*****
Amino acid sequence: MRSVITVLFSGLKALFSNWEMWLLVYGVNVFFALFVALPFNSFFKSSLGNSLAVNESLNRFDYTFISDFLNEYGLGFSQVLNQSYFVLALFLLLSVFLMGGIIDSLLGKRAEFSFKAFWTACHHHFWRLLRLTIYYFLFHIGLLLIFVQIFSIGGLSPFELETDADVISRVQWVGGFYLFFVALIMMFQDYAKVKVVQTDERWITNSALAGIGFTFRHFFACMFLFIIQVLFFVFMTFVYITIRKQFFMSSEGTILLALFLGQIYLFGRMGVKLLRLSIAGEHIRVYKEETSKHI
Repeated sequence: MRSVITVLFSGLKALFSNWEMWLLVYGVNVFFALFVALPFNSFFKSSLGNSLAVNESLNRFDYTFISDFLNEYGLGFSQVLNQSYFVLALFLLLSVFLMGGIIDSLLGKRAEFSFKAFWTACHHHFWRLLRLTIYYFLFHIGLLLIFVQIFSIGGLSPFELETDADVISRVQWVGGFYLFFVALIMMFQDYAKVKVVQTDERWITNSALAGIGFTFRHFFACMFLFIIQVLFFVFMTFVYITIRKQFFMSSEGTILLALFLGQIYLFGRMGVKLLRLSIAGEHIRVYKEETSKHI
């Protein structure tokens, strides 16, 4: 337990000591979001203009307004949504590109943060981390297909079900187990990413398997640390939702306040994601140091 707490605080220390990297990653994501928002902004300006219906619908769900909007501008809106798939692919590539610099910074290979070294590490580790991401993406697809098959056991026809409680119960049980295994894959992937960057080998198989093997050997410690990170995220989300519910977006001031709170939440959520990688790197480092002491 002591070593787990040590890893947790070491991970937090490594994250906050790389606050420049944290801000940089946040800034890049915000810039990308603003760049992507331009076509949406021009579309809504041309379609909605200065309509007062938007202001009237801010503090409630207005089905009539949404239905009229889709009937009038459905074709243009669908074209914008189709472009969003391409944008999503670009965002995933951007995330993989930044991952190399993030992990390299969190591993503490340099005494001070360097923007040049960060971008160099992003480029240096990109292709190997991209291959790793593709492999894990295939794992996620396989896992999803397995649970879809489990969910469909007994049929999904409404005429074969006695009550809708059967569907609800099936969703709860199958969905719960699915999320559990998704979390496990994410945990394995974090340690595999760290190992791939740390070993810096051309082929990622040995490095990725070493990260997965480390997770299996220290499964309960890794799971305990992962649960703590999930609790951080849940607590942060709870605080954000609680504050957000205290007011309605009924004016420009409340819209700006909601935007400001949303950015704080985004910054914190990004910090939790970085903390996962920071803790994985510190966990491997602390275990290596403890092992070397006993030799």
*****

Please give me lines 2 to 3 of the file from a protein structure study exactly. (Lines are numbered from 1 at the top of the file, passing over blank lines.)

Repeated sequence: MRSVITVLFSGLKALFSNWEMWLLVYGVNVFFALFVALPFNSFFKSSLGNSLAVNESLNRFDYTFISDFLNEYGLGFSQVLNQSYFVLALFLLLSVFLMGGIIDSLLGKRAEFSFKAFWTACHHHFWRLLRLTIYYFLFHIGLLLIFVQIFSIGGLSPFELETDADVISRVQWVGGFYLFFVALIMMFQDYAKVKVVQTDERWITNSALAGIGFTFRHFFACMFLFIIQVLFFVFMTFVYITIRKQFFMSSEGTILLALFLGQIYLFGRMGVKLLRLSIAGEHIRVYKEETSKHI
């Protein structure tokens, strides 16, 4: 337990000591979001203009307004949504590109943060981390297909079900187990990413398997640390939702306040994601140091 707490605080220390990297990653994501928002902004300006219906619908769900909007501008809106798939692919590539610099910074290979070294590490580790991401993406697809098959056991026809409680119960049980295994894959992937960057080998198989093997050997410690990170995220989300519910977006001031709170939440959520990688790197480092002491 002591070593787990040590890893947790070491991970937090490594994250906050790389606050420049944290801000940089946040800034890049915000810039990308603003760049992507331009076509949406021009579309809504041309379609909605200065309509007062938007202001009237801010503090409630207005089905009539949404239905009229889709009937009038459905074709243009669908074209914008189709472009969003391409944008999503670009965002995933951007995330993989930044991952190399993030992990390299969190591993503490340099005494001070360097923007040049960060971008160099992003480029240096990109292709190997991209291959790793593709492999894990295939794992996620396989896992999803397995649970879809489990969910469909007994049929999904409404005429074969006695009550809708059967569907609800099936969703709860199958969905719960699915999320559990998704979390496990994410945990394995974090340690595999760290190992791939740390070993810096051309082929990622040995490095990725070493990260997965480390997770299996220290499964309960890794799971305990992962649960703590999930609790951080849940607590942060709870605080954000609680504050957000205290007011309605009924004016420009409340819209700006909601935007400001949303950015704080985004910054914190990004910090939790970085903390996962920071803790994985510190966990491997602390275990290596403890092992070397006993030799």